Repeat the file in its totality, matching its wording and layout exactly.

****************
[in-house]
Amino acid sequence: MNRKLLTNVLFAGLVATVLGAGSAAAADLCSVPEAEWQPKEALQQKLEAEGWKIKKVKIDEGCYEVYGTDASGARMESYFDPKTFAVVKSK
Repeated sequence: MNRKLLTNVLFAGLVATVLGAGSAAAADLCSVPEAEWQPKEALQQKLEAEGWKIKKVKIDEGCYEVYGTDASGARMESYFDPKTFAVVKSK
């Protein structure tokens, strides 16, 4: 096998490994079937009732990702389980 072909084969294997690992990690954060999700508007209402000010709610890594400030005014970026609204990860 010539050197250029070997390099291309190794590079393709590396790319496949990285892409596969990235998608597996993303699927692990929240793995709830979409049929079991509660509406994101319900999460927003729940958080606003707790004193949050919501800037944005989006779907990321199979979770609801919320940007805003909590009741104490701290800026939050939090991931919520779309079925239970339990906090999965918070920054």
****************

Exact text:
[in-house]
Amino acid sequence: MNRKLLTNVLFAGLVATVLGAGSAAAADLCSVPEAEWQPKEALQQKLEAEGWKIKKVKIDEGCYEVYGTDASGARMESYFDPKTFAVVKSK
Repeated sequence: MNRKLLTNVLFAGLVATVLGAGSAAAADLCSVPEAEWQPKEALQQKLEAEGWKIKKVKIDEGCYEVYGTDASGARMESYFDPKTFAVVKSK
């Protein structure tokens, strides 16, 4: 096998490994079937009732990702389980 072909084969294997690992990690954060999700508007209402000010709610890594400030005014970026609204990860 010539050197250029070997390099291309190794590079393709590396790319496949990285892409596969990235998608597996993303699927692990929240793995709830979409049929079991509660509406994101319900999460927003729940958080606003707790004193949050919501800037944005989006779907990321199979979770609801919320940007805003909590009741104490701290800026939050939090991931919520779309079925239970339990906090999965918070920054």